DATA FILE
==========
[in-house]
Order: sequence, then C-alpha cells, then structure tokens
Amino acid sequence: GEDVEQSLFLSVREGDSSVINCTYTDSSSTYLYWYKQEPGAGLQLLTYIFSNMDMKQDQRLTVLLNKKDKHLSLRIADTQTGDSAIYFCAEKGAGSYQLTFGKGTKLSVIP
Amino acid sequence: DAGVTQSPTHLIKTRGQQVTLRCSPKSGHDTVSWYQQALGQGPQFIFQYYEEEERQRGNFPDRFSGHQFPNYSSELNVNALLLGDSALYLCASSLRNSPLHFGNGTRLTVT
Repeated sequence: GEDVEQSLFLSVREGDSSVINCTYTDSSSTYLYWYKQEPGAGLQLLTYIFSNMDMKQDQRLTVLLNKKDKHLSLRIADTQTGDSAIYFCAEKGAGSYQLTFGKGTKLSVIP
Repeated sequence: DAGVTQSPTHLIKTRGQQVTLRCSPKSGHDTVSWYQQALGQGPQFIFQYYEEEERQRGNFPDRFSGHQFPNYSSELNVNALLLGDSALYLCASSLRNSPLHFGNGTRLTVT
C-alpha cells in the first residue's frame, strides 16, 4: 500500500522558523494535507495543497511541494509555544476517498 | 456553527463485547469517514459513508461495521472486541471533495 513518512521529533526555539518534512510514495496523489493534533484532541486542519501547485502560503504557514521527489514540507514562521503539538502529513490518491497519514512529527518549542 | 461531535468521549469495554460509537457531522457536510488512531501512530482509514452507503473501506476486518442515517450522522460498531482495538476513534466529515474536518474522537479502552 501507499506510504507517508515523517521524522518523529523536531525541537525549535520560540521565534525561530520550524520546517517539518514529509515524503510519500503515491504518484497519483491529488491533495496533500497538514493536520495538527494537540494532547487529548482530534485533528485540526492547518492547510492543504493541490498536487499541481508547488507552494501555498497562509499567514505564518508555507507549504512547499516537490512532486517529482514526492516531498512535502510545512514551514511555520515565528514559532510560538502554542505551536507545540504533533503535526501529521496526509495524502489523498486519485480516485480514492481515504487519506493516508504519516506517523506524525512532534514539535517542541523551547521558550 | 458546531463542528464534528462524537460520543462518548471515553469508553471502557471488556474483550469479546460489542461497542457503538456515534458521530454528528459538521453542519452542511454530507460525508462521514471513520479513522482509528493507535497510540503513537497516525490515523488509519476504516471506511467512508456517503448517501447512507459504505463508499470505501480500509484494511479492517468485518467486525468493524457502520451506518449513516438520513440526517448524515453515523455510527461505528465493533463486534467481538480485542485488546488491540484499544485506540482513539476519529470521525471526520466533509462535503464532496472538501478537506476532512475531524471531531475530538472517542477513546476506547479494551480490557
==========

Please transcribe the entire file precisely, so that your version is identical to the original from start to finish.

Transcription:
[in-house]
Order: sequence, then C-alpha cells, then structure tokens
Amino acid sequence: GEDVEQSLFLSVREGDSSVINCTYTDSSSTYLYWYKQEPGAGLQLLTYIFSNMDMKQDQRLTVLLNKKDKHLSLRIADTQTGDSAIYFCAEKGAGSYQLTFGKGTKLSVIP
Amino acid sequence: DAGVTQSPTHLIKTRGQQVTLRCSPKSGHDTVSWYQQALGQGPQFIFQYYEEEERQRGNFPDRFSGHQFPNYSSELNVNALLLGDSALYLCASSLRNSPLHFGNGTRLTVT
Repeated sequence: GEDVEQSLFLSVREGDSSVINCTYTDSSSTYLYWYKQEPGAGLQLLTYIFSNMDMKQDQRLTVLLNKKDKHLSLRIADTQTGDSAIYFCAEKGAGSYQLTFGKGTKLSVIP
Repeated sequence: DAGVTQSPTHLIKTRGQQVTLRCSPKSGHDTVSWYQQALGQGPQFIFQYYEEEERQRGNFPDRFSGHQFPNYSSELNVNALLLGDSALYLCASSLRNSPLHFGNGTRLTVT
C-alpha cells in the first residue's frame, strides 16, 4: 500500500522558523494535507495543497511541494509555544476517498 | 456553527463485547469517514459513508461495521472486541471533495 513518512521529533526555539518534512510514495496523489493534533484532541486542519501547485502560503504557514521527489514540507514562521503539538502529513490518491497519514512529527518549542 | 461531535468521549469495554460509537457531522457536510488512531501512530482509514452507503473501506476486518442515517450522522460498531482495538476513534466529515474536518474522537479502552 501507499506510504507517508515523517521524522518523529523536531525541537525549535520560540521565534525561530520550524520546517517539518514529509515524503510519500503515491504518484497519483491529488491533495496533500497538514493536520495538527494537540494532547487529548482530534485533528485540526492547518492547510492543504493541490498536487499541481508547488507552494501555498497562509499567514505564518508555507507549504512547499516537490512532486517529482514526492516531498512535502510545512514551514511555520515565528514559532510560538502554542505551536507545540504533533503535526501529521496526509495524502489523498486519485480516485480514492481515504487519506493516508504519516506517523506524525512532534514539535517542541523551547521558550 | 458546531463542528464534528462524537460520543462518548471515553469508553471502557471488556474483550469479546460489542461497542457503538456515534458521530454528528459538521453542519452542511454530507460525508462521514471513520479513522482509528493507535497510540503513537497516525490515523488509519476504516471506511467512508456517503448517501447512507459504505463508499470505501480500509484494511479492517468485518467486525468493524457502520451506518449513516438520513440526517448524515453515523455510527461505528465493533463486534467481538480485542485488546488491540484499544485506540482513539476519529470521525471526520466533509462535503464532496472538501478537506476532512475531524471531531475530538472517542477513546476506547479494551480490557